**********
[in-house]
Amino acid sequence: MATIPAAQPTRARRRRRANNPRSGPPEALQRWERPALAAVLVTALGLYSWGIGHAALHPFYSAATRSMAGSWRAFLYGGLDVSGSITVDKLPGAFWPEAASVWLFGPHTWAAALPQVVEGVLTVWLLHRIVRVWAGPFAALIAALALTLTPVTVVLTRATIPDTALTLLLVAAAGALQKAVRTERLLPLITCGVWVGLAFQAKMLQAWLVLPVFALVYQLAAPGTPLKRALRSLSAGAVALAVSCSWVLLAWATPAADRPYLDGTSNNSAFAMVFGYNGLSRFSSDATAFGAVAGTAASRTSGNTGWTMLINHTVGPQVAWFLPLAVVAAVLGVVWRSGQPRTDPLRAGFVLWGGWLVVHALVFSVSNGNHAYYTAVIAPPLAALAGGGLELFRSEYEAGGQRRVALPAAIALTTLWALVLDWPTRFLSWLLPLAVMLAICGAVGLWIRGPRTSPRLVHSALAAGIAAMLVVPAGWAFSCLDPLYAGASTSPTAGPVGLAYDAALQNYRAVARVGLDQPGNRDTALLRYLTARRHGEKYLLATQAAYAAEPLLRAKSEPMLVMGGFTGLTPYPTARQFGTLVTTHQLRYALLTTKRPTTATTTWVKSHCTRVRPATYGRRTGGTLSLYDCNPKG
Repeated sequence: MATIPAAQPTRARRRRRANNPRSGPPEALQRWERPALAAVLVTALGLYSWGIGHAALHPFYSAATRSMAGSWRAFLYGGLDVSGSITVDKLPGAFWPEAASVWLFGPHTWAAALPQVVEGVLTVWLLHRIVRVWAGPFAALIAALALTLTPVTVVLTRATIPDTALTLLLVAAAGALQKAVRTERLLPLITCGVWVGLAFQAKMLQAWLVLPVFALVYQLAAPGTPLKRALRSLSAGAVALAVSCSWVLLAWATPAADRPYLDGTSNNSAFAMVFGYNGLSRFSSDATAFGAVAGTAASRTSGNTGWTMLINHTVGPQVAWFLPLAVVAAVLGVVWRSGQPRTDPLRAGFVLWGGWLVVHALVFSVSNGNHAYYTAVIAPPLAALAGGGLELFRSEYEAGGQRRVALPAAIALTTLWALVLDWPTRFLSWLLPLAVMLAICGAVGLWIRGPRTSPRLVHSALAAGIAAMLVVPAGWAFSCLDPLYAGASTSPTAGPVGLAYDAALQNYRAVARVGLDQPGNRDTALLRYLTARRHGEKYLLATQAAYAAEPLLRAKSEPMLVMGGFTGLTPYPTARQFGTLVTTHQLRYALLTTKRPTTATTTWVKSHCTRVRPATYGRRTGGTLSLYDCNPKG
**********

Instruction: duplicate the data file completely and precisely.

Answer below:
[in-house]
Amino acid sequence: MATIPAAQPTRARRRRRANNPRSGPPEALQRWERPALAAVLVTALGLYSWGIGHAALHPFYSAATRSMAGSWRAFLYGGLDVSGSITVDKLPGAFWPEAASVWLFGPHTWAAALPQVVEGVLTVWLLHRIVRVWAGPFAALIAALALTLTPVTVVLTRATIPDTALTLLLVAAAGALQKAVRTERLLPLITCGVWVGLAFQAKMLQAWLVLPVFALVYQLAAPGTPLKRALRSLSAGAVALAVSCSWVLLAWATPAADRPYLDGTSNNSAFAMVFGYNGLSRFSSDATAFGAVAGTAASRTSGNTGWTMLINHTVGPQVAWFLPLAVVAAVLGVVWRSGQPRTDPLRAGFVLWGGWLVVHALVFSVSNGNHAYYTAVIAPPLAALAGGGLELFRSEYEAGGQRRVALPAAIALTTLWALVLDWPTRFLSWLLPLAVMLAICGAVGLWIRGPRTSPRLVHSALAAGIAAMLVVPAGWAFSCLDPLYAGASTSPTAGPVGLAYDAALQNYRAVARVGLDQPGNRDTALLRYLTARRHGEKYLLATQAAYAAEPLLRAKSEPMLVMGGFTGLTPYPTARQFGTLVTTHQLRYALLTTKRPTTATTTWVKSHCTRVRPATYGRRTGGTLSLYDCNPKG
Repeated sequence: MATIPAAQPTRARRRRRANNPRSGPPEALQRWERPALAAVLVTALGLYSWGIGHAALHPFYSAATRSMAGSWRAFLYGGLDVSGSITVDKLPGAFWPEAASVWLFGPHTWAAALPQVVEGVLTVWLLHRIVRVWAGPFAALIAALALTLTPVTVVLTRATIPDTALTLLLVAAAGALQKAVRTERLLPLITCGVWVGLAFQAKMLQAWLVLPVFALVYQLAAPGTPLKRALRSLSAGAVALAVSCSWVLLAWATPAADRPYLDGTSNNSAFAMVFGYNGLSRFSSDATAFGAVAGTAASRTSGNTGWTMLINHTVGPQVAWFLPLAVVAAVLGVVWRSGQPRTDPLRAGFVLWGGWLVVHALVFSVSNGNHAYYTAVIAPPLAALAGGGLELFRSEYEAGGQRRVALPAAIALTTLWALVLDWPTRFLSWLLPLAVMLAICGAVGLWIRGPRTSPRLVHSALAAGIAAMLVVPAGWAFSCLDPLYAGASTSPTAGPVGLAYDAALQNYRAVARVGLDQPGNRDTALLRYLTARRHGEKYLLATQAAYAAEPLLRAKSEPMLVMGGFTGLTPYPTARQFGTLVTTHQLRYALLTTKRPTTATTTWVKSHCTRVRPATYGRRTGGTLSLYDCNPKG